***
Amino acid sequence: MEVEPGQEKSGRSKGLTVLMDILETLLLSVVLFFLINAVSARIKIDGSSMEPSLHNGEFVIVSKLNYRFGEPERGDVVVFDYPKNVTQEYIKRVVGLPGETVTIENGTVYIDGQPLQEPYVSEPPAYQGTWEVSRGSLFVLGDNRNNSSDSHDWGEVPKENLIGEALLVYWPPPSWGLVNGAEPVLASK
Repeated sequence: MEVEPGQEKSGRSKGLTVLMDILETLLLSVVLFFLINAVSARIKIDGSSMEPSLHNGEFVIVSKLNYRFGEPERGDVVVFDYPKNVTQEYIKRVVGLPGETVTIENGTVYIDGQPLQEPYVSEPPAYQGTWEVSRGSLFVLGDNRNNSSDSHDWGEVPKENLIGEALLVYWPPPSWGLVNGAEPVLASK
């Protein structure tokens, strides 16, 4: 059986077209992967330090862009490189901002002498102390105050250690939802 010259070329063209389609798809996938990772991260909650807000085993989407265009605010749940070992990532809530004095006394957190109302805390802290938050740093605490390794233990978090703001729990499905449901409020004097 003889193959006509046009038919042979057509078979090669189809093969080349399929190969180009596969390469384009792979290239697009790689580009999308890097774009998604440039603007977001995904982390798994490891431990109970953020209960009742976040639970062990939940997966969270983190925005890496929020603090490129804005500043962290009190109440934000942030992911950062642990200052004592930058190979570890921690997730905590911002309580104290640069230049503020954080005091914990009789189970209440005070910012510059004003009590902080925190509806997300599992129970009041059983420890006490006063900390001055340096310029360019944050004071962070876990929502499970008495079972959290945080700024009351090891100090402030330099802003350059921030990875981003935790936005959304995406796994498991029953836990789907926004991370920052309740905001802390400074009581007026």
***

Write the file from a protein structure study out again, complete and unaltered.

Amino acid sequence: MEVEPGQEKSGRSKGLTVLMDILETLLLSVVLFFLINAVSARIKIDGSSMEPSLHNGEFVIVSKLNYRFGEPERGDVVVFDYPKNVTQEYIKRVVGLPGETVTIENGTVYIDGQPLQEPYVSEPPAYQGTWEVSRGSLFVLGDNRNNSSDSHDWGEVPKENLIGEALLVYWPPPSWGLVNGAEPVLASK
Repeated sequence: MEVEPGQEKSGRSKGLTVLMDILETLLLSVVLFFLINAVSARIKIDGSSMEPSLHNGEFVIVSKLNYRFGEPERGDVVVFDYPKNVTQEYIKRVVGLPGETVTIENGTVYIDGQPLQEPYVSEPPAYQGTWEVSRGSLFVLGDNRNNSSDSHDWGEVPKENLIGEALLVYWPPPSWGLVNGAEPVLASK
């Protein structure tokens, strides 16, 4: 059986077209992967330090862009490189901002002498102390105050250690939802 010259070329063209389609798809996938990772991260909650807000085993989407265009605010749940070992990532809530004095006394957190109302805390802290938050740093605490390794233990978090703001729990499905449901409020004097 003889193959006509046009038919042979057509078979090669189809093969080349399929190969180009596969390469384009792979290239697009790689580009999308890097774009998604440039603007977001995904982390798994490891431990109970953020209960009742976040639970062990939940997966969270983190925005890496929020603090490129804005500043962290009190109440934000942030992911950062642990200052004592930058190979570890921690997730905590911002309580104290640069230049503020954080005091914990009789189970209440005070910012510059004003009590902080925190509806997300599992129970009041059983420890006490006063900390001055340096310029360019944050004071962070876990929502499970008495079972959290945080700024009351090891100090402030330099802003350059921030990875981003935790936005959304995406796994498991029953836990789907926004991370920052309740905001802390400074009581007026």